To illustrate the Session Facade pattern, let's consider a use case where the user can debit her checking account to make a loan payment. If we used entity beans to implement the Make Payment use case, a simple transaction might require four calls across the network, as shown in Figure 5. You may recall, at this point, that the slanted arrow in a sequence diagram indicates a message with slower response times (the result of sending a message across a network instead of sending it directly to an object). Furthermore, there is some chance that one of the transactions might never actually complete.
Figure 5 illustrates how an entity bean would manage the Make Payment use case.
Figure 5. The entity bean approach to making a loan payment
The entity bean alone is obviously not a good implementation for our use case. Performance is problematic, and the failure to complete the final step (of making the payment) would be an even bigger problem. The Session Facade pattern resolves these issues by injecting a session bean into the scenario. The session bean acts as a local representative of our actor.
Modeling with session beans
Logically, the session bean encapsulates the expected actions of the actor that it represents. As such, the session bean provides a facade for our interactions with entity beans. Instead of dragging data across the network several times, the session bean lets us achieve our goals with a single transaction on the server. Additionally, injecting the session bean ensures that user transactions remain atomic and payments will safely be credited. For example, the session bean might roll back any debit for a payment that couldn't be made. This would insure our users against losing money into thin air.
The session bean can also perform multiple operations on an actor's behalf. The session bean's behavior follows the collected behavior of the actor across the use case model. Therefore, if an Applicant actor initiated an Apply for Loan and an Accept Loan use case, the workflow for these use cases would be collected in the Applicant session bean. The Applicant session bean could apply for a loan and later accept it in another transaction.
Figure 6 illustrates how the introduction of a session bean modifies our Make Payment use case.
Figure 6. The Session Facade approach to making a payment
As we have seen, the session bean uses its particular knowledge of the actor to which it is assigned to both facilitate that actor's transactions and enhance system performance. The Session Facade pattern can be used with both known and unknown actors. It isn't often that this pattern has to be applied to actors in the server and receiver roles. Most often, the pattern is implemented for actors in the initiator or facilitator role. Obviously, the customer in the Make Payment use case was an initiator.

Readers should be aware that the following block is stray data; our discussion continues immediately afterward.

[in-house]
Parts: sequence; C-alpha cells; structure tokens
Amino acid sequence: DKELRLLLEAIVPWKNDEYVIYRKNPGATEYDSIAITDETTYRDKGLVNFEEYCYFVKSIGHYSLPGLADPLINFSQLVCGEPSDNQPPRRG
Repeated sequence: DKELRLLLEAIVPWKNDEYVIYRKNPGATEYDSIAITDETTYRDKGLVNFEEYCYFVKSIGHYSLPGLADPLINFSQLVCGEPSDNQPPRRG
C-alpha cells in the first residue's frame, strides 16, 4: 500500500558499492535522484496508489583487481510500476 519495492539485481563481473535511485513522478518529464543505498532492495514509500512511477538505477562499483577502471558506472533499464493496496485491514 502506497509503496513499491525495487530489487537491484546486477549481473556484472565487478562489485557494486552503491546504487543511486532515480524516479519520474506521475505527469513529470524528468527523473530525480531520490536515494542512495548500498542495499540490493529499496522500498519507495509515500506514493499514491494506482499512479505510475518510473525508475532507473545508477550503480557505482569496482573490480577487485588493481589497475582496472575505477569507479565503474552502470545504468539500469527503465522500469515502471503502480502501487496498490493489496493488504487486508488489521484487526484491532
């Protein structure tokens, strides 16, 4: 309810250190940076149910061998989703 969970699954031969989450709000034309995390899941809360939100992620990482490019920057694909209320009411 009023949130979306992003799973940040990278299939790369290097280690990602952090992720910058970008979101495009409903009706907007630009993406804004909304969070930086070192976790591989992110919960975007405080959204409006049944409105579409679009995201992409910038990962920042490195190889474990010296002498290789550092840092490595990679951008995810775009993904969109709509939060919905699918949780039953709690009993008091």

The Mirror Image and Session Facade patterns are useful for changing actors in use case diagrams into valid abstractions in class diagrams, which ultimately results in a cleaner translation to code. Known actors usually find their way, in some form, into the logic of the system; anonymous actors may as well.
The greater implication of the translation from diagram to code is traceability. Using patterns such as Mirror Image and Session Facade, we can trace the creation of classes to reflect the identity of, or services provided by, an external entity. Reversing the process, we can understand the elements that brought these classes into being. The goal of these translations is better abstraction and code that is easier to understand and maintain.
- Visit the developerWorks SOA and Web services zone to read up on Web services development.
- You might also want to take the "Getting started with Enterprise JavaBeans technology " tutorial (developerWorks, April 2003) for more step-by-step learning about EJB development.
- The "Java design patterns 101" tutorial (developerWorks, January 2002) is an excellent place to start learning more about Java programming with design patterns.
- For more advanced readers, Paul Monday's tutorial "Java design patterns 201" (developerWorks, April 2002) will take you well beyond the basics. Find out how design patterns can help you to better understand software design.
- Of course, the ultimate reference for learning about design patterns is the original: Design Patterns: Elements of Reusable Object-Oriented Software (Gamma, Helm, Johnson, Vlissides, Addison-Wesley, 1994).
- It bears noting that the WebSphere Application Server provides an ideal environment for building, testing, and deploying the enterprise-level applications described in this column.
- Granville's newest book just recently hit the stands. A Practical Guide to eXtreme Programming (co-authored with David Astels and Miroslav Novak) is now available from Prentice Hall.
- Read all of Granville Miller's Java modeling articles.
- You'll find hundreds of articles about every aspect of Java programming in the developerWorksJava technology zone.